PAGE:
The external fund manager backed by Berkshire Hathaway's Charlie Munger, Li Lu, makes no bones about it when he says 'The biggest investment risk is not the volatility of prices, but whether you will suffer a permanent loss of capital.' So it might be obvious that you need to consider debt, when you think about how risky any given stock is, because too much debt can sink a company. We can see that Occidental Petroleum Corporation (NYSE:OXY) does use debt in its business. But is this debt a concern to shareholders?
What Risk Does Debt Bring?
Debt and other liabilities become risky for a business when it cannot easily fulfill those obligations, either with free cash flow or by raising capital at an attractive price. In the worst case scenario, a company can go bankrupt if it cannot pay its creditors. However, a more frequent (but still costly) occurrence is where a company must issue shares at bargain-basement prices, permanently diluting shareholders, just to shore up its balance sheet. By replacing dilution, though, debt can be an extremely good tool for businesses that need capital to invest in growth at high rates of return. When we examine debt levels, we first consider both cash and debt levels, together.
How Much Debt Does Occidental Petroleum Carry?
You can click the graphic below for the historical numbers, but it shows that Occidental Petroleum had US$40.0b of debt in September 2020, down from US$49.4b, one year before. However, it also had US$1.90b in cash, and so its net debt is US$38.1b.
How Strong Is Occidental Petroleum's Balance Sheet?
Zooming in on the latest balance sheet data, we can see that Occidental Petroleum had liabilities of US$10.5b due within 12 months and liabilities of US$54.1b due beyond that. Offsetting this, it had US$1.90b in cash and US$2.08b in receivables that were due within 12 months. So its liabilities outweigh the sum of its cash and (near-term) receivables by US$60.6b.
The deficiency here weighs heavily on the US$18.7b company itself, as if a child were struggling under the weight of an enormous back-pack full of books, his sports gear, and a trumpet. So we'd watch its balance sheet closely, without a doubt. At the end of the day, Occidental Petroleum would probably need a major re-capitalization if its creditors were to demand repayment. The balance sheet is clearly the area to focus on when you are analysing debt. But ultimately the future profitability of the business will decide if Occidental Petroleum can strengthen its balance sheet over time. So if you want to see what the professionals think, you might find this free report on analyst profit forecasts to be interesting.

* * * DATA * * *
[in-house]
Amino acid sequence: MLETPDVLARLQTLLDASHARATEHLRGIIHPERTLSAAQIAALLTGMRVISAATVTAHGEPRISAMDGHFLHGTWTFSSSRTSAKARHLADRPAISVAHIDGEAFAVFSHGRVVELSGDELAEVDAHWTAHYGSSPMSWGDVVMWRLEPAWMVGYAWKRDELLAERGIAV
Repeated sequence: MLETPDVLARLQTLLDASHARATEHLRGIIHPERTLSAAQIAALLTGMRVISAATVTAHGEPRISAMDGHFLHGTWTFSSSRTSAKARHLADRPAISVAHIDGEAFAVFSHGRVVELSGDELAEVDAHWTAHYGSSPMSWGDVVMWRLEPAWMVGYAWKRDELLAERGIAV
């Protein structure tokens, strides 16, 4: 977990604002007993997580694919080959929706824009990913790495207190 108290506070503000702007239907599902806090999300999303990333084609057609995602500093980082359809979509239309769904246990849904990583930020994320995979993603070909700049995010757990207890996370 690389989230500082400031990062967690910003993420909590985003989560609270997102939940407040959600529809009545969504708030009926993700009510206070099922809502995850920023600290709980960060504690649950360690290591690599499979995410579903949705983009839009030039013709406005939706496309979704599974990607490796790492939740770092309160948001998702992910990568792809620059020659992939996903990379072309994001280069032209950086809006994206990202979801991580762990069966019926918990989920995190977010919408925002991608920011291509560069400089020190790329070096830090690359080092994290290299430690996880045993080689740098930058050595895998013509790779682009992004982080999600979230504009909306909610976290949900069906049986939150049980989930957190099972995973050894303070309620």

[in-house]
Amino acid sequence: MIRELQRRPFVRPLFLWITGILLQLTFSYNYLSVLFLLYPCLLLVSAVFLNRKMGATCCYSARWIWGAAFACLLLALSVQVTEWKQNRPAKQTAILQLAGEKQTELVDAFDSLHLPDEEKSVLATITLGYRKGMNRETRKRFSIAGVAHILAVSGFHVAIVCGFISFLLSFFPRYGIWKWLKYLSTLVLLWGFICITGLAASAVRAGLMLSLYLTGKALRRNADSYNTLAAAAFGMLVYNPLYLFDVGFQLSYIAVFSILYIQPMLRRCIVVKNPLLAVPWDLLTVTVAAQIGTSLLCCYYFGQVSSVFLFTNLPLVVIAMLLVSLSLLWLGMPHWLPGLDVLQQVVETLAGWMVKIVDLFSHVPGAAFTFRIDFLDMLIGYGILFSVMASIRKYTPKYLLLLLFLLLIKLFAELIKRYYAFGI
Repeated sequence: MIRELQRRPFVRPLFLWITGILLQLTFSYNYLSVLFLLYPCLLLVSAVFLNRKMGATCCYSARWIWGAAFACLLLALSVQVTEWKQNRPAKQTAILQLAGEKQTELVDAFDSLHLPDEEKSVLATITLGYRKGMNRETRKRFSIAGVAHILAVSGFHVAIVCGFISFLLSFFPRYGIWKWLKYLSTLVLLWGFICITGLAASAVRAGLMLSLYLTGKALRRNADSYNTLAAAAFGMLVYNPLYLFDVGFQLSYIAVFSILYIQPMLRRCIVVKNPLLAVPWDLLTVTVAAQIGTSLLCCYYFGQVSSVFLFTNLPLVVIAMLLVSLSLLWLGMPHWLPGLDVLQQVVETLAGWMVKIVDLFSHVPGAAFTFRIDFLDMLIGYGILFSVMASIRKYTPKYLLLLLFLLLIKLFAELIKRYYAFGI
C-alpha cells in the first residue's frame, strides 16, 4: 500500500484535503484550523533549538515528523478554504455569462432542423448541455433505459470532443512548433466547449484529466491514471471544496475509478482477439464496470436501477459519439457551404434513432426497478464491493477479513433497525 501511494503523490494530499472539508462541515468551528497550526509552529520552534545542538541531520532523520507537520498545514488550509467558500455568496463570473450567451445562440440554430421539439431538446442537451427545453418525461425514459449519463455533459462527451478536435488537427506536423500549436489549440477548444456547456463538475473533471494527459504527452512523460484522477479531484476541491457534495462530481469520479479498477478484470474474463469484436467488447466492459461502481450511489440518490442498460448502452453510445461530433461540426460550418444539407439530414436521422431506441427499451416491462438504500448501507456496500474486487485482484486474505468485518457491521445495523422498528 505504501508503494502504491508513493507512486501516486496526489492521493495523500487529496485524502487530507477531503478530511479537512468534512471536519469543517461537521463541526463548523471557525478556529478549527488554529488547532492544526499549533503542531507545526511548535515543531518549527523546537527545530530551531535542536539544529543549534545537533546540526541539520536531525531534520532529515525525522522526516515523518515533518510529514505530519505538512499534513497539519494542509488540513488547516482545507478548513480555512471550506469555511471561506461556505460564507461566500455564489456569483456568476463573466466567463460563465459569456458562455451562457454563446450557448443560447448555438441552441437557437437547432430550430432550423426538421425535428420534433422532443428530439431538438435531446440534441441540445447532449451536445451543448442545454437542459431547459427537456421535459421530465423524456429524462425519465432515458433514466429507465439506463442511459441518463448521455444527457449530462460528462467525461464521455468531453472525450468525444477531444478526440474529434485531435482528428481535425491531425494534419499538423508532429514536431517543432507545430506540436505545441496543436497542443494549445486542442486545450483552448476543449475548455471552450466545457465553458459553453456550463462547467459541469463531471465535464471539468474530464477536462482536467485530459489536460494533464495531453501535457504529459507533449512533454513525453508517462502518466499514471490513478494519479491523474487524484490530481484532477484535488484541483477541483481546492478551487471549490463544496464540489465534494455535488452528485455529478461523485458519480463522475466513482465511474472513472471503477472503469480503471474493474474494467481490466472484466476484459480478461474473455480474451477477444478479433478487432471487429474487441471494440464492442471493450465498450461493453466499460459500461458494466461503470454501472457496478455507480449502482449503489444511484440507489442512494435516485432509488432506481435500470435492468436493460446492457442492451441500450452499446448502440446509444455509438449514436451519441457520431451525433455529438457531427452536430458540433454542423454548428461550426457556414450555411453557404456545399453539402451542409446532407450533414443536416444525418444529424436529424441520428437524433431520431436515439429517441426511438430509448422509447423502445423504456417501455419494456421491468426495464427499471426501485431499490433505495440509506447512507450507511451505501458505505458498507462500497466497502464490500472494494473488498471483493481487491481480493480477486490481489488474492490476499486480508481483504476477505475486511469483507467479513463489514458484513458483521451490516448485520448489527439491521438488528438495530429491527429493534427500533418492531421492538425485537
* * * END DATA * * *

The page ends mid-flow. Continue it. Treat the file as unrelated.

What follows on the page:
In the last year Occidental Petroleum wasn't profitable at an EBIT level, but managed to grow its revenue by 3.7%, to US$20b. That rate of growth is a bit slow for our taste, but it takes all types to make a world.
Over the last twelve months Occidental Petroleum produced an earnings before interest and tax (EBIT) loss. Its EBIT loss was a whopping US$7.7b. If you consider the significant liabilities mentioned above, we are extremely wary of this investment. That said, it is possible that the company will turn its fortunes around. But we think that is unlikely since it is low on liquid assets, and made a loss of US$14b in the last year. So we think this stock is quite risky. We'd prefer to pass. The balance sheet is clearly the area to focus on when you are analysing debt. But ultimately, every company can contain risks that exist outside of the balance sheet. Be aware that Occidental Petroleum is showing 2 warning signs in our investment analysis , you should know about...
When all is said and done, sometimes its easier to focus on companies that don't even need debt. Readers can access a list of growth stocks with zero net debt 100% free, right now.
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